I was not sure reading about a bunch of authors discussing their writing would be entertaining or engaging. I was wrong. It was fascinating and I ate this up like candy. My only regret it that it ended, and I would have kept reading even if every author available today wrote about their craft. I especially enjoyed Jodi Picoult and David Baldacci. I loved how real they all were and how passionate they all are about writing. I am not a writer but an avid reader and I enjoyed this very much.
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Format: Paperback
I recieved an ARC from Netgalley.

To any author, whether you are published or not, the answer to why do you write is simple and these authors are not any different. We write because we have to.

This book takes that answer a step further. They just don't answer 'Because we have to!' They answer "Because I have to..."

It's what comes after the ellipsis that makes this book a must read for aspiring authors. We get an insight into some of the best literary minds. We look up to these authors, we want their success and we want to know their secrets.

The book is nicely broken down so each author gets his or her own chapter. There is a quote from one of thier works and brief background information including the authors vitals. The vitals include information on thier birth, family, schooling, honors and awards, and anything else that might be notable. I liked that it also included a question about a day job. This is followed by contact information and a list of published works.

Then we get the authors words on why they write. We learn interesting tidbits like Isabel Allende has a certain date when she starts writing a book. Jennifer Egan gives insights into winning the Pulitzer. James Frey talks about getting lost (this was personally one of my favorite sections to read). Ann Patchett tells us why she still writes in WordPerfect (I know!) and Jodi Picult talks about movie deals.
These are just a few quick examples of what these authors have to share. Each other also ends thier chapter with some wisdom for writers.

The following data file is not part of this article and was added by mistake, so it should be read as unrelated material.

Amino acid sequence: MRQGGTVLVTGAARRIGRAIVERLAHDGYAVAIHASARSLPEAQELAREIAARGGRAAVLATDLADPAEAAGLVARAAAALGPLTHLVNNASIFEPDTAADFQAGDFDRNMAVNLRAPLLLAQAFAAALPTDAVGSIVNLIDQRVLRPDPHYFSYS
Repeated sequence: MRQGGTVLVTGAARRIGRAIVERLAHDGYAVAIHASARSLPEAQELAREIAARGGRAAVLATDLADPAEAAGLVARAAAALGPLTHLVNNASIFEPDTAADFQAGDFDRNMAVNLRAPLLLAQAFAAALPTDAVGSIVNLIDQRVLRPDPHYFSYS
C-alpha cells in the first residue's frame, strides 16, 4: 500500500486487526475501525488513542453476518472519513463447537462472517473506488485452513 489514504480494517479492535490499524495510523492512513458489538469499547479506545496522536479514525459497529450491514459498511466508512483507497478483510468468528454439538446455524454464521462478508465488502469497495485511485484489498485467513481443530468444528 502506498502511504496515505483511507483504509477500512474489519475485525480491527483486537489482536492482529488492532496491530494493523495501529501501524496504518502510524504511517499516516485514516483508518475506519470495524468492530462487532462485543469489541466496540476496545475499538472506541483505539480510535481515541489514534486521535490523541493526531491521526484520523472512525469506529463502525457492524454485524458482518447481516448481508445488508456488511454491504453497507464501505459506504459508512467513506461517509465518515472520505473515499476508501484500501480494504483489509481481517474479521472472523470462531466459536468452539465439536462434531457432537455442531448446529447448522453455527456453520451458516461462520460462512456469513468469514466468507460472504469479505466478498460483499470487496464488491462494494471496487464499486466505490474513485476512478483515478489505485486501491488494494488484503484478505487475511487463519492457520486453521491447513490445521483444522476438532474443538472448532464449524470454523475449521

I think Terry McMillan sums it up best "I didn't choose to write. It was something that just happened to me." If you can relate, this book is worth picking up and reading.
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Format: Kindle Edition Verified Purchase
Writing for most is a largely a labour of love. For a much, much smaller number it can be a lucrative profession. As editor Maran points out, "one million manuscripts are currently searching for a U.S. publisher. One percent of these will get the nod." Even then only thirty percent of published books turn a profit. Even with these daunting odds and a confusing publishing industry, more and more people are writing (which is great).

The format of this particular book is clean, clear and appealing. Maran interviewed twenty notable authors and gives them each a short chapter. There is a nice balance between a standard set of questions and unique ones that flowed from the conversations. One of the things that works in its favour is the succinct length. The result is a comfortingly familiar set of responses mingled in with a wider array of pleasingly original bon mots. What struck me the most was honesty of response. All of those interviewed are extremely blunt in their assessment of the trade. The long and short is, writing is a challenge both as a skill and as a business.

What motivates these literary luminaries ranges from "sheer egoism" to "historical impulse" to bringing "order to the chaos of life". Among those in the book are David Baldacci, Sebastian Junger, Michael Lewis, Jodi Picoult and Meg Wolitzer. Sue Grafton delights with her reason for choosing the profession, "I write because in 1962 I put in my application for a job working in the children's department at Sears, and they never called me back."

Most believe that to be a good writer, one must read. That is an oft-cited tip but Jennifer Egan takes it further by suggesting that writers should "Read at the level at which you want to write.
Read more ›